Former President Donald Trump made history on Tuesday as he became the first former U.S. president to face criminal charges when he appeared before a Manhattan court. Trump was indicted by a grand jury on more than 30 counts of business fraud, including at least one felony, related to hush money payments made to adult film star Stormy Daniels during his 2016 presidential campaign.
Trump surrendered to authorities at the Manhattan courthouse late Tuesday morning, where he was fingerprinted and possibly had his mug shot taken. He was not handcuffed or subjected to a “perp walk” in front of the media. He pleaded not guilty to all the charges and was released on his own recognizance.
The indictment, which was unsealed during the arraignment, accused Trump of orchestrating a scheme to conceal payments of $130,000 to Daniels and $150,000 to former Playboy model Karen McDougal, who both claimed to have had affairs with him. The payments were allegedly made by Trump’s former lawyer and fixer Michael Cohen, who pleaded guilty in 2018 and cooperated with prosecutors.
The indictment also alleged that Trump and his company falsified business records, tax returns and financial statements to conceal the payments and avoid paying taxes. The charges carry a maximum sentence of 15 years in prison.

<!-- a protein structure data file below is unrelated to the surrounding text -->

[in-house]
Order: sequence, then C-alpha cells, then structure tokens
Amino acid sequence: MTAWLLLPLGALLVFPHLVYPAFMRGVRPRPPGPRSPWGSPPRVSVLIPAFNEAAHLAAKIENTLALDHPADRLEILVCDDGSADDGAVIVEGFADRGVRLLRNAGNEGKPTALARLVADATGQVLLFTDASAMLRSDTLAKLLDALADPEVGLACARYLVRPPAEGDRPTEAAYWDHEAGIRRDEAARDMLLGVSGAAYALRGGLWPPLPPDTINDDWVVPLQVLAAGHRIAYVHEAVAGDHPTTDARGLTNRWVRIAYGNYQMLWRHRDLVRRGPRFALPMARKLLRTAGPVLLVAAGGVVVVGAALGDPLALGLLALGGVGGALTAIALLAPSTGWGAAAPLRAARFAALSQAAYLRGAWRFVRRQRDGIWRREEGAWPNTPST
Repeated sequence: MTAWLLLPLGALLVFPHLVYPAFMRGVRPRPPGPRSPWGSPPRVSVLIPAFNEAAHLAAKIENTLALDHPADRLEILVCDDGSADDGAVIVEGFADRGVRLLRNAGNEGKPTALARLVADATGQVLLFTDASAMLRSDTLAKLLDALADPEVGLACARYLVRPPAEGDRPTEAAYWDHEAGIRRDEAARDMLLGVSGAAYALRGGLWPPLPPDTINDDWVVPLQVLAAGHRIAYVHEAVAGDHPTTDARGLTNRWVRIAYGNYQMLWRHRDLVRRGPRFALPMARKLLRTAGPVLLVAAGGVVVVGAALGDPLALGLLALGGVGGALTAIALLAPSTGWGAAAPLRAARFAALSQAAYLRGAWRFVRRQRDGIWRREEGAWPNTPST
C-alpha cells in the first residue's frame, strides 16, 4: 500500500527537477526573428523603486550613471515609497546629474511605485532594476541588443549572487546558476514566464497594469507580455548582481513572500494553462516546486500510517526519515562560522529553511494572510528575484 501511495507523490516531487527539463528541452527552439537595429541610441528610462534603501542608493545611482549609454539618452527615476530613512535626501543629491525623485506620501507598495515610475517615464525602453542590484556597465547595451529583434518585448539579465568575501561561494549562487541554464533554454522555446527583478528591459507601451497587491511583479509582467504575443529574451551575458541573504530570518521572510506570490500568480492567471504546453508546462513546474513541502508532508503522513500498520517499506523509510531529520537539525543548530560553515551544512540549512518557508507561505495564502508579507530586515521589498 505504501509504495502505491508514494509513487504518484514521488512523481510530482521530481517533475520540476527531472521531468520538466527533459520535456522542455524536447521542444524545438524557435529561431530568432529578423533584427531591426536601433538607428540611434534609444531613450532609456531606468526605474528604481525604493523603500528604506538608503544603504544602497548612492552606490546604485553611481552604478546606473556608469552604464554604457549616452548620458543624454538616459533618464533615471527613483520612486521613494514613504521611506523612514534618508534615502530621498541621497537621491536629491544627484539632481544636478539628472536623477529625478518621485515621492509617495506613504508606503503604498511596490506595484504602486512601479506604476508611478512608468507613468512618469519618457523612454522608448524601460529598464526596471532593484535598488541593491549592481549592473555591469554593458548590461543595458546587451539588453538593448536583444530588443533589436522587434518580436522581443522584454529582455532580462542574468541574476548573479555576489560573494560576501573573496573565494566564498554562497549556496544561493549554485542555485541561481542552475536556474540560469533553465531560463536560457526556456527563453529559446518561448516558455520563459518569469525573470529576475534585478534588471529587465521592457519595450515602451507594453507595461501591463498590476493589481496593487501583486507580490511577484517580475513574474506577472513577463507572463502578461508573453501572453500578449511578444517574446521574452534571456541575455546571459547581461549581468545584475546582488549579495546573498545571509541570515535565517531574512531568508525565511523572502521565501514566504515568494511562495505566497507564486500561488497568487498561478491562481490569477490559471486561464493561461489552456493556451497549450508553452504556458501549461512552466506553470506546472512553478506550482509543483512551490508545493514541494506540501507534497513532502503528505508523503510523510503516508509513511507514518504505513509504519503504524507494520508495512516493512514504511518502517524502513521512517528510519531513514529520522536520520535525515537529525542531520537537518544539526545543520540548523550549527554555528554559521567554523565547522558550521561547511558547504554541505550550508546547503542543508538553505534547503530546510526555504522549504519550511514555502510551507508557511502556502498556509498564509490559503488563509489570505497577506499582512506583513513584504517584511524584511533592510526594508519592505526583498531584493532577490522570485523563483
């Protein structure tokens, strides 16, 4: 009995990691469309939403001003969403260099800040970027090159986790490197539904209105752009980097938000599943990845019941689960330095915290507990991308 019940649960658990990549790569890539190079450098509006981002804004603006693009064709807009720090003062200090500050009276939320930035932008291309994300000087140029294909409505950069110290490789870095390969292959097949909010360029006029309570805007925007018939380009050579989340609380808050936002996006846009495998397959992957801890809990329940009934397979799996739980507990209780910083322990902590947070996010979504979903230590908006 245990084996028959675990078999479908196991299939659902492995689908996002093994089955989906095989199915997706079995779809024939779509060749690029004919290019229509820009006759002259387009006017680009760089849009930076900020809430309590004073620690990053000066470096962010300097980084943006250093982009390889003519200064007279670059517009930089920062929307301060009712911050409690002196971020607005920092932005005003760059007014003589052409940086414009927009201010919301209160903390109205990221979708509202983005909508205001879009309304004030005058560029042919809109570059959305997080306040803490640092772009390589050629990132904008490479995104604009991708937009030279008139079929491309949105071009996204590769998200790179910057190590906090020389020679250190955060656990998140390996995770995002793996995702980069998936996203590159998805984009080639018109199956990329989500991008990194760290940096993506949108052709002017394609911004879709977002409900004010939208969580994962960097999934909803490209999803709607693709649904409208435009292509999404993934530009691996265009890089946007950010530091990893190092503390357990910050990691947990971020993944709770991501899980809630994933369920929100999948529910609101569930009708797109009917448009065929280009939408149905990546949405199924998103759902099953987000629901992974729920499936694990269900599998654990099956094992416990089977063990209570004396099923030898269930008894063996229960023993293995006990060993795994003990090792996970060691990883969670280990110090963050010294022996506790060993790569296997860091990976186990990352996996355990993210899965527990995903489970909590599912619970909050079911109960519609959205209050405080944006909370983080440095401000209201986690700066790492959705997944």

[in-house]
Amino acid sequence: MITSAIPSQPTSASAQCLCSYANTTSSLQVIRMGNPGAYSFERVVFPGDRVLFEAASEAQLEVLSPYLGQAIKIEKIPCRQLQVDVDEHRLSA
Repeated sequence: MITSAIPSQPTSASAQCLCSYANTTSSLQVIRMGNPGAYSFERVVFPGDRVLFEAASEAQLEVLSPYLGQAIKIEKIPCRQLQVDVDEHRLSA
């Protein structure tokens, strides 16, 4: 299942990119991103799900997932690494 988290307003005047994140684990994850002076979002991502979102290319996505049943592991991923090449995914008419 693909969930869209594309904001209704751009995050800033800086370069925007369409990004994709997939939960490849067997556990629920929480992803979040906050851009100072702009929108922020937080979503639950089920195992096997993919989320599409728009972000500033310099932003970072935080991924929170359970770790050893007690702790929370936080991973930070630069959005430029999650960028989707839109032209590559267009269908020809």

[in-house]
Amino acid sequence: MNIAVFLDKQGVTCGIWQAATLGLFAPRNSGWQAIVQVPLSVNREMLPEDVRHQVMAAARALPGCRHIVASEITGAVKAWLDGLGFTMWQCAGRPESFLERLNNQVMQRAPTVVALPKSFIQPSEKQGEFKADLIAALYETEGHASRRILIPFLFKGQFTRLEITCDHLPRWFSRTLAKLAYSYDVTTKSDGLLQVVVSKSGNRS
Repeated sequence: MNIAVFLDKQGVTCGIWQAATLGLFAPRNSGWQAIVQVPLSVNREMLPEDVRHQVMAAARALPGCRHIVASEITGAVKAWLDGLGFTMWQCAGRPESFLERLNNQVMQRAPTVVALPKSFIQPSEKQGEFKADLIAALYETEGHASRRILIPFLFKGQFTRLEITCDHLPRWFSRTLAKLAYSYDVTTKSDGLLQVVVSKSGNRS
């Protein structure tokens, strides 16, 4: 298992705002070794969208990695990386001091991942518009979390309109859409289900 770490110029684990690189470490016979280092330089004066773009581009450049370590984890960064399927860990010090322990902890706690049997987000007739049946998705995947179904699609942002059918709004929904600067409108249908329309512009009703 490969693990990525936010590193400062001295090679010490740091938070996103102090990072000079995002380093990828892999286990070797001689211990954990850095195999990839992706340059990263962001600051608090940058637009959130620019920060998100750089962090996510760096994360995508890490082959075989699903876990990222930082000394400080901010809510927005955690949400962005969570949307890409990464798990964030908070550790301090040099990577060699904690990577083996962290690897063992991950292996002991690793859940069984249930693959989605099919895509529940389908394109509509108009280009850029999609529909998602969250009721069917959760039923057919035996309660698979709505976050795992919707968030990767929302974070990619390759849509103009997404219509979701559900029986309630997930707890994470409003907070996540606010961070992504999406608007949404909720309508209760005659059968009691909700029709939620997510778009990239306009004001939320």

Trump has denied any wrongdoing and has repeatedly attacked the investigation led by Manhattan District Attorney Alvin Bragg as a political witch hunt. He has also claimed that the judge presiding over the case, Juan Merchan, hates him, although his own lawyer has disputed that.
Trump’s supporters have rallied behind him, accusing Bragg of abusing his power and trying to sabotage Trump’s potential run for president in 2024. Trump has used the indictment as a fundraising tool, raising more than $8 million in the days following the announcement of the charges.
Trump left New York on Tuesday evening and returned to his Florida resort, Mar-a-Lago, where he gave a defiant speech to his supporters. He vowed to fight the charges and said he was confident that he would be exonerated.
The case is expected to go to trial next year, unless Trump reaches a plea deal with prosecutors or the charges are dismissed by the judge. The outcome of the case could have significant implications for Trump’s political future and legacy.